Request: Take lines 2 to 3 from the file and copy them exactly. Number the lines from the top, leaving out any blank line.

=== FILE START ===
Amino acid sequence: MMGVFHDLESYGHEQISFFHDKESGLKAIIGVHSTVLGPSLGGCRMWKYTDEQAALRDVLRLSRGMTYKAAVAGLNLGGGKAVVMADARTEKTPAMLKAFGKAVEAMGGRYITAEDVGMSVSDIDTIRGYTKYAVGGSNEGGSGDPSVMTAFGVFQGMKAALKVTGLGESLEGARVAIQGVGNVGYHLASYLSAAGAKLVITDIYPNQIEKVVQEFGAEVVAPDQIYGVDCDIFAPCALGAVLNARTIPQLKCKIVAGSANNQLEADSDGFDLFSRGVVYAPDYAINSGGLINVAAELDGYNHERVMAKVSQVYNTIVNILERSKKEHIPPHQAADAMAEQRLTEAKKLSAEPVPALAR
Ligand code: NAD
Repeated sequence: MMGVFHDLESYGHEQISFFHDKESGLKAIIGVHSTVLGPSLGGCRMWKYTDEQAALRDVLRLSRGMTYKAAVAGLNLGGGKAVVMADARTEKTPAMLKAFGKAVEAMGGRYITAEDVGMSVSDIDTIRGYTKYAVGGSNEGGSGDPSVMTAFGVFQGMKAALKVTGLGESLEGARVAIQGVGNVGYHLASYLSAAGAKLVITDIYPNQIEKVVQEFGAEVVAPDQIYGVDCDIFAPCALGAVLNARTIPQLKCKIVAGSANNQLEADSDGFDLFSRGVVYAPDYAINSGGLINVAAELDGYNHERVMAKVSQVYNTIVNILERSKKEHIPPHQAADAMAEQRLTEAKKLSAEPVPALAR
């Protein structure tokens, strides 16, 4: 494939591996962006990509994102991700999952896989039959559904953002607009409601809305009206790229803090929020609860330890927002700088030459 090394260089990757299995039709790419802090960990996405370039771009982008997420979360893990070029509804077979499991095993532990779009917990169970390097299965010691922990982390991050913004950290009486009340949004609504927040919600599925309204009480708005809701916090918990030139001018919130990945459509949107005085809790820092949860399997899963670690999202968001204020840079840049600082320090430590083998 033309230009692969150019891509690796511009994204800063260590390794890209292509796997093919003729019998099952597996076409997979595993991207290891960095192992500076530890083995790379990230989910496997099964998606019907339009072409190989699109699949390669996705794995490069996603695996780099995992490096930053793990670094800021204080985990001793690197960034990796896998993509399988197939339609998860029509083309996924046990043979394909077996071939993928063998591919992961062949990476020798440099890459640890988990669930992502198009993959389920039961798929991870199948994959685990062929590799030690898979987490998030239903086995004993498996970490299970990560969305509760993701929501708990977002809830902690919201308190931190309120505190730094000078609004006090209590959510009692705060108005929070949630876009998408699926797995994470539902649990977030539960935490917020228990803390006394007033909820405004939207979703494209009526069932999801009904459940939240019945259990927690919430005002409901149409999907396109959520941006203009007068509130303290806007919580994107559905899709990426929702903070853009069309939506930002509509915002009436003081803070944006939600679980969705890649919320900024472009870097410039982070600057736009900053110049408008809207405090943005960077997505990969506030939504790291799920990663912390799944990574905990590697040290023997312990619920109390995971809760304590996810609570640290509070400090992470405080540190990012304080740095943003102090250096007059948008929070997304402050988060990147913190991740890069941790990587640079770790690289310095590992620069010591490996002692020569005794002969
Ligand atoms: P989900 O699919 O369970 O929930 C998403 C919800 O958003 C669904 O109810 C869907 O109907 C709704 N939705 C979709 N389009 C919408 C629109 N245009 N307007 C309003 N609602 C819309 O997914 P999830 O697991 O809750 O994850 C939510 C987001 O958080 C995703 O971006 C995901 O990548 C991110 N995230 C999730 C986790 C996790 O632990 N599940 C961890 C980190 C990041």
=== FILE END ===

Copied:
Ligand code: NAD
Repeated sequence: MMGVFHDLESYGHEQISFFHDKESGLKAIIGVHSTVLGPSLGGCRMWKYTDEQAALRDVLRLSRGMTYKAAVAGLNLGGGKAVVMADARTEKTPAMLKAFGKAVEAMGGRYITAEDVGMSVSDIDTIRGYTKYAVGGSNEGGSGDPSVMTAFGVFQGMKAALKVTGLGESLEGARVAIQGVGNVGYHLASYLSAAGAKLVITDIYPNQIEKVVQEFGAEVVAPDQIYGVDCDIFAPCALGAVLNARTIPQLKCKIVAGSANNQLEADSDGFDLFSRGVVYAPDYAINSGGLINVAAELDGYNHERVMAKVSQVYNTIVNILERSKKEHIPPHQAADAMAEQRLTEAKKLSAEPVPALAR